2. Automate error-prone processes when possible. Often, human errors are introduced during rote tasks like data entry that can be handled by software instead. Automating these tasks can eliminate the possibility of human error.
3. Create checklists. With checklists, your workers no longer need to rely on their own fallible memories for every single detail of a process. Checklists are used in detail-oriented work across industries from engineering to medicine.
Large teams inherently introduce a lot of complexity by multiplying the possibilities for miscommunication exponentially. The higher the number of workers, the more opportunities they have to misunderstand each other. Brooks demonstrates this relationship with the formula: n(n-1)/2. Here, n equals the number of employees. They can each communicate with n-1 other employees (because they won’t communicate with themselves). Each miscommunication involves two people, so you then divide the figure by two. When graphed, this formula displays an exponential growth curve. While five employees can miscommunicate 10 times, 100 employees can miscommunicate 4,950 times. Therefore, Brooks argues, many strategies that succeed with small teams won’t scale up to larger teams.
(Shortform note: In The Mythical Man-Month, Fred Brooks’ ideas about the relationship between workers and productivity ran counter to a lot of assumptions about management at the time. Many managers used a unit of measurement called a “man-month” that allegedly represented the amount of work a worker could get done in a month. This led some to believe you could speed up any project simply by adding more workers. However, in Brooks’ thinking, productivity has less to do with the quantity of workers, and more to do with the quality of processes. Therefore, Brooks declares the “man-month” a myth with the title of his book: The Mythical Man-Month.)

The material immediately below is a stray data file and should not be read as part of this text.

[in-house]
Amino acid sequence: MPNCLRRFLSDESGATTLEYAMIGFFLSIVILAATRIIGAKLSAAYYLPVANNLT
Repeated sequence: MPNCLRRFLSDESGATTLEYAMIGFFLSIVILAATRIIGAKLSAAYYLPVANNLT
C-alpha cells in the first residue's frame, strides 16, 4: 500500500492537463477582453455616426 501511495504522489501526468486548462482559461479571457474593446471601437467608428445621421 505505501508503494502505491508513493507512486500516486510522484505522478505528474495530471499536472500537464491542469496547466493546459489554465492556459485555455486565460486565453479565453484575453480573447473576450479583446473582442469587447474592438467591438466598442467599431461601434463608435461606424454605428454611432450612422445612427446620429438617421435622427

No matter how carefully you plan your project, errors and problems inevitably arise. Regardless of the industry, large projects typically involve a lot of testing, repairing, and perfecting.
Plan to Throw Out the First Draft
In the last section of Fred Brooks’ The Mythical Man-Month, he argues that you should expect to discard your first attempt at your project and treat it as a learning opportunity. He cautions against sinking time and effort into fixing your first draft at all. In his experience at IBM, there were so many errors in the first attempt, that it was more efficient to simply learn from the process, cut his losses, and begin fresh again. Therefore, Brooks advises you to treat your first draft of the entire project as a trial run.
|Reducing Complexity in the First Draft|
In later editions of The Mythical Man-Month, Fred Brooks changed his mind about throwing out the first draft after discovering a new process that made this unnecessary. After leaving IBM, Brooks became a computer science professor, where he was influenced by many of the ideas of his close friend, programmer David Parnas. Parnas introduced Brooks to a new process in which one “grew” the program from the middle out.
The process required drawing a distinction between a program’s core functions and its ancillary functions. Core functions are foundational to a program’s operations, whereas ancillary functions are the added features built on that foundation. If you imagine your computer program as a tree, the core functions are like the roots and the trunk, whereas the ancillary functions are like the branches and leaves.
In Parnas’s strategy, the core functions would be programmed first and tested independently before moving on to the program’s ancillary functions—like growing the trunk before the branches. In Brooks’ previous process, the first draft would be a complete tree: branches, leaves, and trunk. Parnas’s process reduced complexity by reducing the number of components that need to work together in the first draft. Once Brooks adopted this strategy, he no longer found it necessary to throw out the entire first draft.